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The Right Kind of Beauty
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The Right Kind of Beauty

November 3, 2000 Article Start Page 1 of 3 Next

When I am working on a problem, I never think about beauty … but when I have finished, if the solution is not beautiful, I know it is wrong.
--R. Buckminster Fuller

Your hardware is primed and ready to hurl out 16,000 gigatexels per second. Your engine is a thing of almost poetic loveliness and will throw millions of light-mapped, volumetrically fogged polygons around the screen without even breaking a sweat. Your design document makes the unabridged edition of the Encyclopaedia Britannica look like a pamphlet, and you have enough concept art to fill a medium-sized aircraft hangar.

You're looking good. Your project is set to excite and amaze with its technical wizardry. Its groundbreaking gameplay will doubtless spawn a thousand imitations, and you have already begun writing your acceptance speech for next year's Gaming Legends of the Twenty-First Century awards ceremony. But there is one small problem: your graphics are as uninspiring as a bag of wet socks. Unfortunately, the game-buying public demands more and more from their visuals with each passing week, and all but the most devoted of gamers will probably ignore your game if they turn the box over and see the kind of screenshots that would make their Grandma yawn.

It is true that many a dreadful game has scammed its way into the charts by dressing up its tedious and aggravating gameplay with a flurry of screen-bending special effects and delicious visuals. But this kind of fakery is usually short-lived, and once the word gets out, many of these games end up being exposed as the fur-coat-and-no-knickers acts that they actually are.

However, in today's world of octilinear, bump-mapping, ray tracing, real-time refractive-index-calculating hardware, a great game that doesn't deliver a sizable chunk of graphical excellence, is in danger of becoming a great game that nobody's ever heard of. It might not be fair, but just stand behind a bunch of 14-year-olds looking for their next purchase, and see how quickly they lose interest if a game doesn't quite cut it in the looks department.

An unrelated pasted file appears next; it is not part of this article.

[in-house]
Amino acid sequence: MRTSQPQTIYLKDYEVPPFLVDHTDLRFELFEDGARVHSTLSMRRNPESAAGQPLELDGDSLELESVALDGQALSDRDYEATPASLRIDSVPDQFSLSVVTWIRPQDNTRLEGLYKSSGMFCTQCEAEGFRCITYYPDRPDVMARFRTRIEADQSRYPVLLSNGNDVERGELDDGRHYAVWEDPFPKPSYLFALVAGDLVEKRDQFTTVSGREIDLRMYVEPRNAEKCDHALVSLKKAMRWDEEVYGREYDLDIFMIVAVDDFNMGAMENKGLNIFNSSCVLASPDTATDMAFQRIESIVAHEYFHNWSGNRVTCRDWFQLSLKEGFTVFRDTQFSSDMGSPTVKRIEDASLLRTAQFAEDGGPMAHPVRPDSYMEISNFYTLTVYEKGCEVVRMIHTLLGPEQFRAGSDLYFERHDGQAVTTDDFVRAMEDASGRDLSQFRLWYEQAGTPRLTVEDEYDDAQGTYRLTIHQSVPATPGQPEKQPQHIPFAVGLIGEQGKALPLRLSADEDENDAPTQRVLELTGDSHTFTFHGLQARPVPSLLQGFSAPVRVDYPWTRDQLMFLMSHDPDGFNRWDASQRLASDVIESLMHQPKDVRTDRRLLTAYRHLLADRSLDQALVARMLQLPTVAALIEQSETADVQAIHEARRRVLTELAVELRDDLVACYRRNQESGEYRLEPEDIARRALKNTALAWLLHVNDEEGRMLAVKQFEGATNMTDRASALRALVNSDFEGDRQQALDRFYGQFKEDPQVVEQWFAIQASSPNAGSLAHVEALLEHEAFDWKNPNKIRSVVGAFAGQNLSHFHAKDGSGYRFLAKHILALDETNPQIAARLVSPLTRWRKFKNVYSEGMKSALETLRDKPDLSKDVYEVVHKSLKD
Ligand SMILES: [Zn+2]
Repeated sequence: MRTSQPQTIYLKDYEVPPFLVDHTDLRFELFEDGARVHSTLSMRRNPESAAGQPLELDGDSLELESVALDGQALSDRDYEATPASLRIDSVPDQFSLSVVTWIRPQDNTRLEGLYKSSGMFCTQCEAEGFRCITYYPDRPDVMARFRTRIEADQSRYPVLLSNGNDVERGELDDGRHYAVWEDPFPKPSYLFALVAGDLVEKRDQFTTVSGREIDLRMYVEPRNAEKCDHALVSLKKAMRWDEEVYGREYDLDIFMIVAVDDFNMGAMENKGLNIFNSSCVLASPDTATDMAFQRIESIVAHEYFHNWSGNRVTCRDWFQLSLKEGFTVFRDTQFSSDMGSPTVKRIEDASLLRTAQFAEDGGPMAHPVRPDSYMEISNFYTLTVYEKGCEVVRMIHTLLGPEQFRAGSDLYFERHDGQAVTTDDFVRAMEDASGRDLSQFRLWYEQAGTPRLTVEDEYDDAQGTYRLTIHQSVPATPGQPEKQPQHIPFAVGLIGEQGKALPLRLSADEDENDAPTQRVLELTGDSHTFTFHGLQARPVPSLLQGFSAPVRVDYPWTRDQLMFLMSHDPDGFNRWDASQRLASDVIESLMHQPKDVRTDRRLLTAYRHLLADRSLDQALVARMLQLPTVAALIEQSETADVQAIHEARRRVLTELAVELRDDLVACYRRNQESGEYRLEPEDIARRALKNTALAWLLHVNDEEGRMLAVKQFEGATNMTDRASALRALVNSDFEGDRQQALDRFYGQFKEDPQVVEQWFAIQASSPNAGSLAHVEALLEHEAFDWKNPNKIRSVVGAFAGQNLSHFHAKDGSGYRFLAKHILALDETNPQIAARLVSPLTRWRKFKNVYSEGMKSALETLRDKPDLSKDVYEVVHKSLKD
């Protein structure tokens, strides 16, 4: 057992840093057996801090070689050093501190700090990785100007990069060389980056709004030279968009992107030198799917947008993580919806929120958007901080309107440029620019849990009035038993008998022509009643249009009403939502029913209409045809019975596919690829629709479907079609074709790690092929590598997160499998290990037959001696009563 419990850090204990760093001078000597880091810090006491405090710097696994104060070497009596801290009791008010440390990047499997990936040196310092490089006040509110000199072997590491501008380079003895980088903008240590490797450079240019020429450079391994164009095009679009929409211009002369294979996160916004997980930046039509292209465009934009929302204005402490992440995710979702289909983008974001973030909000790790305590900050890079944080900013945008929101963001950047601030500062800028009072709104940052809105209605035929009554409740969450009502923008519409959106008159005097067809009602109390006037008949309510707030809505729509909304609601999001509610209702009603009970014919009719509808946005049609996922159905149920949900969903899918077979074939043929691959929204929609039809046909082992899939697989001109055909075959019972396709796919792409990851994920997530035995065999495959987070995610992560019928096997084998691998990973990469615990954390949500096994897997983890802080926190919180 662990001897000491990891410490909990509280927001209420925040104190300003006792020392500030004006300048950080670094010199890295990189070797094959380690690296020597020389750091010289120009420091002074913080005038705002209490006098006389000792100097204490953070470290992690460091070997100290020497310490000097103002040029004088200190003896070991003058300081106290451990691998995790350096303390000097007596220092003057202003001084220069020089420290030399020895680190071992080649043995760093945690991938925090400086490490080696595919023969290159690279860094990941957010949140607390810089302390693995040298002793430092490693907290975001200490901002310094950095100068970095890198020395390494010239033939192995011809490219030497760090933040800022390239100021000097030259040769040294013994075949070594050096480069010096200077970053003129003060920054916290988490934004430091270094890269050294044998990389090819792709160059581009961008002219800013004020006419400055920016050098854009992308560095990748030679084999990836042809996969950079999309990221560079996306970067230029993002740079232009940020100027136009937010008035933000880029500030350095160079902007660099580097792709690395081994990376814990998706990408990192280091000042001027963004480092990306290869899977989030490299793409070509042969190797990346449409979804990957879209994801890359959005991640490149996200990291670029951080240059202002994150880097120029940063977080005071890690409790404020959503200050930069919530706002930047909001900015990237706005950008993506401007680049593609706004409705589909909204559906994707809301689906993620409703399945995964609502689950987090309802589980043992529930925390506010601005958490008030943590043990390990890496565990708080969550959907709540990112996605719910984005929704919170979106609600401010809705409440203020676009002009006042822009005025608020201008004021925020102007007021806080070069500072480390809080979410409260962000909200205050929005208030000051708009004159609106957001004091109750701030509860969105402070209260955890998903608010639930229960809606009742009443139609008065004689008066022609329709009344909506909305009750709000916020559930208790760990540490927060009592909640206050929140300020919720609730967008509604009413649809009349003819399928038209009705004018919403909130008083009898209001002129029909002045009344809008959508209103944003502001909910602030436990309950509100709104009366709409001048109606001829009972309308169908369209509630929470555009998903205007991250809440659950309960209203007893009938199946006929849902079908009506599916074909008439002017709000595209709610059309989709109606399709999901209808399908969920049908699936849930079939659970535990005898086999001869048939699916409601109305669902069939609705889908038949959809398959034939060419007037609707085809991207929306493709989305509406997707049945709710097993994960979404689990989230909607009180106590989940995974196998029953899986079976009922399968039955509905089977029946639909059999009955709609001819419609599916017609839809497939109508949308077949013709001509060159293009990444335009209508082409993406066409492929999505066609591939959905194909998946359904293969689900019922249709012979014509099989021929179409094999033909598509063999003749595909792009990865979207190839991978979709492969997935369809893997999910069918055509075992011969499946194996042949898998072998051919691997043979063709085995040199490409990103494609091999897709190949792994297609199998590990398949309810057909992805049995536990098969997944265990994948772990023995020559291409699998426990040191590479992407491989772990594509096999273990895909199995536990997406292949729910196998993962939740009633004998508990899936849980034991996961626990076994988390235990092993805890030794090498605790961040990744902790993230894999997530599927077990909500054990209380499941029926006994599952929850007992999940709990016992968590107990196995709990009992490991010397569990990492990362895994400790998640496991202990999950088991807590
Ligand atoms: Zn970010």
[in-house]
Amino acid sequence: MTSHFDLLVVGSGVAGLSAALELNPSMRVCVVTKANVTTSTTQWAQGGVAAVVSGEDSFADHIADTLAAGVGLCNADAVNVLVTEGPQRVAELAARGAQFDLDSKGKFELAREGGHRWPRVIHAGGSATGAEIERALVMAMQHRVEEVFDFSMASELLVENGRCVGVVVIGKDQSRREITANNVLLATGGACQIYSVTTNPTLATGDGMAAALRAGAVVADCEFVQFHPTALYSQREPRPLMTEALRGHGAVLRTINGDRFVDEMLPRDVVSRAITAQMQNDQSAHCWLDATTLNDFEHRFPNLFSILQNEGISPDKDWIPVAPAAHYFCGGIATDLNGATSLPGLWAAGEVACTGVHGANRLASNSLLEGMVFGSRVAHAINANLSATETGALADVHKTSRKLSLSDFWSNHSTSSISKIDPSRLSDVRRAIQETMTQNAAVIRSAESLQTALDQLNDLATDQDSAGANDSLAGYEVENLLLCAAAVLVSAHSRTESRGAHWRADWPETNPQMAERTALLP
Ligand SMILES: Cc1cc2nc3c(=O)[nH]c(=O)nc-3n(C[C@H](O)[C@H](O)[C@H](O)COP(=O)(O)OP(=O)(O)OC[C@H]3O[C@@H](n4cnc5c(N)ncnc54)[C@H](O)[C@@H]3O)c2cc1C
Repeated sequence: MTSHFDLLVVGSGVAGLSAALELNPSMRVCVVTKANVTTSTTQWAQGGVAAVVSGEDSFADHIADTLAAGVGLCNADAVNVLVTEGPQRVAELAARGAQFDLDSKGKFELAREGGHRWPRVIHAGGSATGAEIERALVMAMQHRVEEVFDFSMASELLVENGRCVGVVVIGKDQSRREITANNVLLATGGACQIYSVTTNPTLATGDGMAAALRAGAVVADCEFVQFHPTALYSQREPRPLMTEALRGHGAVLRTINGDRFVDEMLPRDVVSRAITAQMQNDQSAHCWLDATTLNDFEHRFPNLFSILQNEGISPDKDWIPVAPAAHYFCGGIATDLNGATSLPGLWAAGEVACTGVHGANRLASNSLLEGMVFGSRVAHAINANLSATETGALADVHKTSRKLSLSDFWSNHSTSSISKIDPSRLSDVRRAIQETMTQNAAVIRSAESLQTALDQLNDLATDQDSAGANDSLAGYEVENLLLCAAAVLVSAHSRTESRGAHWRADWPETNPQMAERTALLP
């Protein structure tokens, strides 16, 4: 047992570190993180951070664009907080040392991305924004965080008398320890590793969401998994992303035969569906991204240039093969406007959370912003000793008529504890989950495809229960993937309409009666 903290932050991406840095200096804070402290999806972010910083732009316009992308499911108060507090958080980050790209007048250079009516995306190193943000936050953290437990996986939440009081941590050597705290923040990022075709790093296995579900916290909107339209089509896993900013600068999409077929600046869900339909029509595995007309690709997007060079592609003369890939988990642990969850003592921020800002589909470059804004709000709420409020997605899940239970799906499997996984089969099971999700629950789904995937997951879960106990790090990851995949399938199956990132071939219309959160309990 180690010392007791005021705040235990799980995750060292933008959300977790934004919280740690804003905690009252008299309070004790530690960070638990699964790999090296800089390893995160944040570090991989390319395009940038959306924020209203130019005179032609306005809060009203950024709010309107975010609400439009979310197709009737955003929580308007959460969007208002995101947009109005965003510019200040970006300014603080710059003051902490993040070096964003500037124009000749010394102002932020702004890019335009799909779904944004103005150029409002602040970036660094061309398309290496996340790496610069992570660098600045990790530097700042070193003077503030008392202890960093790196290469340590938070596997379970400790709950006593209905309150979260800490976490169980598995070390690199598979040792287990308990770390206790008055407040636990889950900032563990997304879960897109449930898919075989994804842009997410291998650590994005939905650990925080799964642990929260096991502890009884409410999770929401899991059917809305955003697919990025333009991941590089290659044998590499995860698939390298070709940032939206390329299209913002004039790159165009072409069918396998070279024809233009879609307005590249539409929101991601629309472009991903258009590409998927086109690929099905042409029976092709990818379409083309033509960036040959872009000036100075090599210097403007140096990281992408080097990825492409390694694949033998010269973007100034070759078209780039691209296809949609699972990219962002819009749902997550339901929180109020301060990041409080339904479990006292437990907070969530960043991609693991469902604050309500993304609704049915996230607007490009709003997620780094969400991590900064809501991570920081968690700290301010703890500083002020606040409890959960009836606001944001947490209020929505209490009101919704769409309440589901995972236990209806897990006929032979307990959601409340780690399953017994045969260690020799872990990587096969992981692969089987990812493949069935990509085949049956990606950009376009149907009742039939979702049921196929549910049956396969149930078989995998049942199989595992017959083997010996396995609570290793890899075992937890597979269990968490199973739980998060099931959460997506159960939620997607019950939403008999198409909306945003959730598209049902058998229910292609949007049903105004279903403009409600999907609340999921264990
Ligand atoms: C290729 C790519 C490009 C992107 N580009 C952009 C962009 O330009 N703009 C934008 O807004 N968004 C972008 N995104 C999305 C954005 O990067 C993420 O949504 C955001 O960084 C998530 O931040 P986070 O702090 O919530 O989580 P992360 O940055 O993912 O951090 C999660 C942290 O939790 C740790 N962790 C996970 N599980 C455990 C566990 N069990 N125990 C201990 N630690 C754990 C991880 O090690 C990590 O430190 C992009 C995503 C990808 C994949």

What can you do? Well, the answer to that question will of course depend to some extent on the hardware and software limitations that you have to work within, as well as the design considerations of your particular type of game. However, there are a few general areas in the visuals department where many games can benefit from a metaphorical strategic splash of mascara, and a well-considered application of eye shadow.

I Can Sing a Rainbow

Unless you have been living in a monastery for the last couple of years, you will no doubt be aware of the rate at which the War of the Polys is escalating. Whether it be consoles or graphics cards, the polygon-crunching muscle of today's hardware seems to increase weekly.

This, of course, is marvelous. We can never have enough triangles surging through our GPU, but what we mustn't overlook in our stampede to build a perfectly accurate model of the Sydney Opera House, are the textures.